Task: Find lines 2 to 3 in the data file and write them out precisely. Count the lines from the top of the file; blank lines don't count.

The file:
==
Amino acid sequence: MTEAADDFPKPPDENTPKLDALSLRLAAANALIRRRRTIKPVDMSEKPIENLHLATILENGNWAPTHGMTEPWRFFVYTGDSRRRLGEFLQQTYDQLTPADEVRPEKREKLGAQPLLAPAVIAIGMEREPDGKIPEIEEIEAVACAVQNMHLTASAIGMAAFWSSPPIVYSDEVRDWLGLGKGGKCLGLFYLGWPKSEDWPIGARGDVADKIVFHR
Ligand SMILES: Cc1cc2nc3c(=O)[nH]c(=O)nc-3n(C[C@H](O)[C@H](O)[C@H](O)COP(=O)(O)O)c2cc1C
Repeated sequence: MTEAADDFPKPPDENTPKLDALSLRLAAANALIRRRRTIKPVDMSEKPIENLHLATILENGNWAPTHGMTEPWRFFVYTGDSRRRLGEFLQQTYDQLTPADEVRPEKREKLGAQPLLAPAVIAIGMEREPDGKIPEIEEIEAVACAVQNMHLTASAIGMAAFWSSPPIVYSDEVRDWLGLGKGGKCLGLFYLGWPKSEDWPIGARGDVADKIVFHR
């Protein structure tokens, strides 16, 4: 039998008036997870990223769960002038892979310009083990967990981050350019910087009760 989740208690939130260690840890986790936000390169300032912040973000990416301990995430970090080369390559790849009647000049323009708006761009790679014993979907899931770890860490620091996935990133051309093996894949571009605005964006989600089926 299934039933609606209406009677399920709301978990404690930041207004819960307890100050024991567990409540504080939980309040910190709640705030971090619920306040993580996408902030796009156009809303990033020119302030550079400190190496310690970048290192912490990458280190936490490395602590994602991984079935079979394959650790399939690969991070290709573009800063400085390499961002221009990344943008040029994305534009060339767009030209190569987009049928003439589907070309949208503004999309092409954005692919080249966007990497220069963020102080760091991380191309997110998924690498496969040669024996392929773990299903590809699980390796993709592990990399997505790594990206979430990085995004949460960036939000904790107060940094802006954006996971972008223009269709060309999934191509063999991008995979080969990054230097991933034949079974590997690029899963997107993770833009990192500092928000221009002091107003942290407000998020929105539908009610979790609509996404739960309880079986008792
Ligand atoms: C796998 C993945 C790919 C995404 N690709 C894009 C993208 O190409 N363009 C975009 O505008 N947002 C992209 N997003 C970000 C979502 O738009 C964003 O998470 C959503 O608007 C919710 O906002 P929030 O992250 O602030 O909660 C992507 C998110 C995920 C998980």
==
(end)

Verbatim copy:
Ligand SMILES: Cc1cc2nc3c(=O)[nH]c(=O)nc-3n(C[C@H](O)[C@H](O)[C@H](O)COP(=O)(O)O)c2cc1C
Repeated sequence: MTEAADDFPKPPDENTPKLDALSLRLAAANALIRRRRTIKPVDMSEKPIENLHLATILENGNWAPTHGMTEPWRFFVYTGDSRRRLGEFLQQTYDQLTPADEVRPEKREKLGAQPLLAPAVIAIGMEREPDGKIPEIEEIEAVACAVQNMHLTASAIGMAAFWSSPPIVYSDEVRDWLGLGKGGKCLGLFYLGWPKSEDWPIGARGDVADKIVFHR